Reading depressing stories of failed marriages and abusive spouses can get emotionally taxing, even for those who are merely reading about it. I thought, in my post this week, I would talk about how some marriages are indeed beautiful. Of course it is not all hunky dory and perfect. There are indeed tons of glitches along the way. But a good relationship can stand the tests of time.
Anes and I met in my first semester at IBA. He was two years my senior and a friend of a friend. Typical. Shoulder length hair and a serious face, generally found with a cigarette and thick (read: boring) book, no one would be able to tell Anes was a guitarist and singer of a college band.
I swear I’m not exaggerating but I was/am the exact opposite. Loud, perpetually excited and generally cracking lame jokes. When I first met Anes – he thought I was really irritating (hmph, bara aya). And tried to further engross himself in his book to avoid interacting with me. I couldn’t care less either because he was pretty boring.
Time went on. We did hang out occasionally in a group especially when I was spending time with Abeer and Ammar. Anes and I started talking a lot more. He finally started finding me less irritating and I decided to give his boring books a chance. Haven’t told him aj tak ke I never got beyond the first few pages.
This one time, I found him very upset in the cafeteria (where I was sitting because as usual I was bunking a class – bad student alert). I sat with him and he talked out his problem. Alongside finishing a whole pack of cigarettes (he quit a year after we got engaged in case any one is wondering and is quite health conscious now). I think that’s when we actually started acknowledging each other friends enough to share problems.
It was the mid of the next semester when I jokingly told Anes about the proposals we memon girls received starting at age 18. He looked at me a little panicked. And asked if my parents would marry me off immediately. I casually dismissed the conversation.
The next day he messaged me to come down to the foyer where he had a very important matter to discuss. I took a friend along and sat there waiting. When he arrived, he kept hinting that I should ask my friend to leave. She looked at us quizzically and left. And that’s when he asked me if he could send his parents over. He had already talked to his mother and elder siblings. Only his father was left. And if I said yes – he could talk to him too. I immediately said no. I was not interested. In reality I was really taken aback and very confused. He was offended and angry.
When I went home I discussed this with my father. He told me I should not have said no so rudely. And that he wanted to meet Anes. (My dad clearly wanted to get rid of me ASAP: kidding!)
So I messaged Anes. I told him I had thought over the proposal and wanted him to meet my parents.
The coming weekend, my whole family – sister, brother and parents (excluding me) went to meet Anes at Costa Coffee (before it shut down in Karachi). 20 year old Anes, in order to cast a first good impression borrowed a kurta from his friend, purchased new jeans from Dolmen and gelled back his long hair to prevent them from looking too jungli. And they all LOVED him. They thought he was sweet and sensible (mashAllah se singer honey ke sath sath bara ache actor bhi hain. JOKING!)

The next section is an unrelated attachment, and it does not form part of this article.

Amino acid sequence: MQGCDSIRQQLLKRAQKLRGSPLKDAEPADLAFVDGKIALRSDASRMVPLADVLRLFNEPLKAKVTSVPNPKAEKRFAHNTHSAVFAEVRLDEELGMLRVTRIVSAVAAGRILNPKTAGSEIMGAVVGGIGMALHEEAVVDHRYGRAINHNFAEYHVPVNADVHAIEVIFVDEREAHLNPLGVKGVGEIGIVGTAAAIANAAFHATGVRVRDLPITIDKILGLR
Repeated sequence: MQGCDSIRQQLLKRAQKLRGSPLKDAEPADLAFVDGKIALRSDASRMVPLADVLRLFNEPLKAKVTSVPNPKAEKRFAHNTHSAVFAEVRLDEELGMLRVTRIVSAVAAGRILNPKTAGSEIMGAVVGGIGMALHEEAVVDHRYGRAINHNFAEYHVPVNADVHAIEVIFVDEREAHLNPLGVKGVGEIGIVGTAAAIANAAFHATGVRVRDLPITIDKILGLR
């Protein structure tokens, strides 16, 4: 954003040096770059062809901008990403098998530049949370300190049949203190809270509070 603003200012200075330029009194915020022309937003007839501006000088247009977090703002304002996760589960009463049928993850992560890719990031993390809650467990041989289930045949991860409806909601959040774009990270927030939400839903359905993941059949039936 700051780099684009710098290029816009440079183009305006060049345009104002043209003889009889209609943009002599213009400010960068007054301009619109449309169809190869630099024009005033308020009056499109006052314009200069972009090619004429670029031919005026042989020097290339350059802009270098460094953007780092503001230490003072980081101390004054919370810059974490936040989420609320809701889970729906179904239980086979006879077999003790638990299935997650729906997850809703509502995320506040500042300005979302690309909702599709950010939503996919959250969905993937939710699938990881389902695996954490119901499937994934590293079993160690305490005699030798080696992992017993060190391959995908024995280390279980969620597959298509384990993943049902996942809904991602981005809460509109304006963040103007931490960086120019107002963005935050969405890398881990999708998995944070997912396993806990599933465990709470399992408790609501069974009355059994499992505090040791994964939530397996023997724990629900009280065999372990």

And when his parents came over the same week (I can’t recall if the Costa meet up happened before or after his parents came) we were all in love with them. They truly are the cutest parents in law anyone could ask for MashaAllah. May Allah give them a long, healthy, happy life. His father immediately upon further discussions said he would not accept a dime for his house (contrary to popular tradition). No jahez, nothing! We were engaged a month later.
After being engaged we were allowed (by my parents) to go out for dinner once in two weeks. And the first time we went out it was to Suzy Wong. Anes had been working at Anees Hussain and his parents made him earn his own pocket money since he became a teenager so it was a great expense for him to take me somewhere expensive. Bechara. Obviously after we were engaged this poor guy was perpetually broke. I eat like a cow, I mean. Badnaseebi thi uss ki.
Our nikah was in a masjid – with no meal to follow. Our rukhsati was small and simple – with a few hundred guests and our valima had barely a handful of relatives. A grand wedding was never a priority for us – not judging those for whom it is, of course. Different people have different things that make them happy. I am just glad our priorities matched.
It’s been 8 years since were engaged mashaAllah (7 since we were nikah-ed). It’s been a long, eventful while and we started off at the bottom of the rung, monetarily. Things have slowly gotten better though. Of course we are not the perfect, non-fighting, insanely-perpetually-in-love type of couple either. And we fight practically every few days. No shame in that dude. Humans hain. Larai toh hoti hai. Very naarmalz.
Did I mention Anes is from the Urdu Speaking community and I’m memon. And generally memons don’t marry outside their community so people did raise their eyebrows. But my dadi and parents both don’t agree with that narrow minded stance. Very samajdaar family I belong to mashaAllah. And honestly this tradition of not marrying outside of communities needs to go now. It’s so two thousand and pait (ka dard).
Okay thank you for enjoying my love story (mashaAllah). Hopefully you drew a good moral of the story i.e. no marriage is alike. Everyone has a story to share. Things are rarely ever like they seem on Celebrity-couples’ Instagram pages. And falling in love rarely (yaani never) ever happens with violins playing in flowery fields.